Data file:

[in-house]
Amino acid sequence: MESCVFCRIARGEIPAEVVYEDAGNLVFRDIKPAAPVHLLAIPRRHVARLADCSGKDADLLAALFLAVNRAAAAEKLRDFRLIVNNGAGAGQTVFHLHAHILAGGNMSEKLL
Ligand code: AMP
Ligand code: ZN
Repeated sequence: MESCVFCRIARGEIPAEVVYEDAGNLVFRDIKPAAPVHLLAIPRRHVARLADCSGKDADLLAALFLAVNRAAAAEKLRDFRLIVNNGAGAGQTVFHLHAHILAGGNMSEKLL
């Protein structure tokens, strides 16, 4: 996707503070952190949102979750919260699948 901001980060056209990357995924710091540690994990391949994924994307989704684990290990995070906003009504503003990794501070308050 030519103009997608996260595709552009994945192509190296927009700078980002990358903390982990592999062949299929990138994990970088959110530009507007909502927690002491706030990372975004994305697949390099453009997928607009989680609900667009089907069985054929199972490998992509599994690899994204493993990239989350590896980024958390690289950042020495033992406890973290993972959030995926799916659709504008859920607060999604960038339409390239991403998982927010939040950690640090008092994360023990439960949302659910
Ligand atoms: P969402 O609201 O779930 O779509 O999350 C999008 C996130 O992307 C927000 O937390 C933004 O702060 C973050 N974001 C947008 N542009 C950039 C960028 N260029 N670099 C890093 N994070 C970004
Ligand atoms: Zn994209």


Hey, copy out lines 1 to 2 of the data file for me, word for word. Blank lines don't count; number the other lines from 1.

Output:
[in-house]
Amino acid sequence: MESCVFCRIARGEIPAEVVYEDAGNLVFRDIKPAAPVHLLAIPRRHVARLADCSGKDADLLAALFLAVNRAAAAEKLRDFRLIVNNGAGAGQTVFHLHAHILAGGNMSEKLL